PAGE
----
The world will always need food and commodities, irrespective of what state they are in. Australia is the first port of call before any consumer item is manufactured or even grown. We have what the world needs to produce.

        Australia is a leader in these areas, so why not captialise on it. Lots of science and engineering is required for this. We can’t compete building cars and engines.

        In many decades from now (actually a couple of hundred years) we should worry.

        • 0 avatar

          There is a ton of risk in relying heavily on ag and natural resources; you’re at the whim and fancy of social/political/environment fads and it does not foment (and actually counters) seeds of innovation and value creation.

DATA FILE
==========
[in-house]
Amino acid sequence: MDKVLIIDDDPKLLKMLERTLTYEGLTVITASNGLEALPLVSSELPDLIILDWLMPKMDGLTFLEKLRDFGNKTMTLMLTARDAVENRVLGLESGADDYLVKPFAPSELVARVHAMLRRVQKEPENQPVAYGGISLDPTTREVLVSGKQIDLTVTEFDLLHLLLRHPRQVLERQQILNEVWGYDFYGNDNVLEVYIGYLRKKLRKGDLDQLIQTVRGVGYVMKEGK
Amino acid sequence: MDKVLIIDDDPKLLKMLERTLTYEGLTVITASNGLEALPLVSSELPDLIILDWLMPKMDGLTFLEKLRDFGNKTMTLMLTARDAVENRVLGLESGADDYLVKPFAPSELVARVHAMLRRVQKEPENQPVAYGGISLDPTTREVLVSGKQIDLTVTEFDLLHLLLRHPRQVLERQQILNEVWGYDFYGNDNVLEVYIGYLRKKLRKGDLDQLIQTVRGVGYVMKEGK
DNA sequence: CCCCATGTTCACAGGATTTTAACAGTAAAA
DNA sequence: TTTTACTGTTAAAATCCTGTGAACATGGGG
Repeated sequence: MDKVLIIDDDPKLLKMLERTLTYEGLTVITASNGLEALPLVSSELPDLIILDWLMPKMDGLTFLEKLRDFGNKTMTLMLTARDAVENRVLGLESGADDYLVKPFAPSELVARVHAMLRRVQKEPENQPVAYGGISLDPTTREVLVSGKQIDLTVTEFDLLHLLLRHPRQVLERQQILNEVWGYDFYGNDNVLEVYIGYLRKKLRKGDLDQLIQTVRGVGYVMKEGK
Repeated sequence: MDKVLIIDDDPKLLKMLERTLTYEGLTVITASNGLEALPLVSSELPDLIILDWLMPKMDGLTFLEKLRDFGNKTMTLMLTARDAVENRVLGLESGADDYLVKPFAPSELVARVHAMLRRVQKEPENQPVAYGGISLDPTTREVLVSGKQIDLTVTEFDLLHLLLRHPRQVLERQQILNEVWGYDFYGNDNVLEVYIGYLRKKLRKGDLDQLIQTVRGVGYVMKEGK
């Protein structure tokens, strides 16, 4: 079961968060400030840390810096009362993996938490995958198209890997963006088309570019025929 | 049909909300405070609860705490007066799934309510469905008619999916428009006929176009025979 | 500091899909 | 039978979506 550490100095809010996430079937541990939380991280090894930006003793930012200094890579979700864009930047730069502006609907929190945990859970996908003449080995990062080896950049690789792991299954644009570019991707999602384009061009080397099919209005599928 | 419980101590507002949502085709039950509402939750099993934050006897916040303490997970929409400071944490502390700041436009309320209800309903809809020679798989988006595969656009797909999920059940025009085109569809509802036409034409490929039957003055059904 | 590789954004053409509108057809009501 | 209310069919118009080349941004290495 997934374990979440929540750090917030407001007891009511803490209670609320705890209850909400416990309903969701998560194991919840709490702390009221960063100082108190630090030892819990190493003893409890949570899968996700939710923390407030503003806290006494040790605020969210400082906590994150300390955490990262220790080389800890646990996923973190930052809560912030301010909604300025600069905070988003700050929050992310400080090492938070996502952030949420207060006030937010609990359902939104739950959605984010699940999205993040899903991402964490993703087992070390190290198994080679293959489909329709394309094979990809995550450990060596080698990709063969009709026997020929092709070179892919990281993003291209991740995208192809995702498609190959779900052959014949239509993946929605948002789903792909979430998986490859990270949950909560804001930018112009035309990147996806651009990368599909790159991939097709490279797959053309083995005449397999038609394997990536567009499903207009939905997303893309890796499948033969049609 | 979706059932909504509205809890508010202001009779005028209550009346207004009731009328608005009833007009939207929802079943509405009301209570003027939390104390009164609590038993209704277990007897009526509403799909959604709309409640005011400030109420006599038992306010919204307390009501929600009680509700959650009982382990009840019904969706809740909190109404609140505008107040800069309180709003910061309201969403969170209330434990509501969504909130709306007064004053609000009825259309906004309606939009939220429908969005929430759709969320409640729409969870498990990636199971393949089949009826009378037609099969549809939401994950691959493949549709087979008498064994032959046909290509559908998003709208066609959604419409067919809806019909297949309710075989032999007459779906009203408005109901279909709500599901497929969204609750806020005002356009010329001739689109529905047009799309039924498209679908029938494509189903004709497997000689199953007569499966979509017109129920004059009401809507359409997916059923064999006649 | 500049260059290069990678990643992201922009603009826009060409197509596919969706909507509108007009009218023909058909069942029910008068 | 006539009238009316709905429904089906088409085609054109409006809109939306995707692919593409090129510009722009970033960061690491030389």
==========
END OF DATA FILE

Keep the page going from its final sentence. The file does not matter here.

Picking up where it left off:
Australia could compete building cars and engines, if it weren’t for its highly unfavorable business environment; esp. taxes, labor and regulation.

  • avatar

    Yeah, I kinda feel sorry for Australia; one of my favorite places in the world.

    • 0 avatar

      Meh, you shouldn’t feel sorry, even kinda. They chose to put themselves into this situation, and put a lot of time and effort in doing so

      Australia’s profound errors in following the Euro-socialist socio-economic model is there is no golden goose to leech from (Germany), no partner ship in a cabal of socialist states, and little homegrown economic value creation.

      • 0 avatar

        Now there is a reply that does not make sense. ” Cabal of Socialist States” lost me there Sunshine.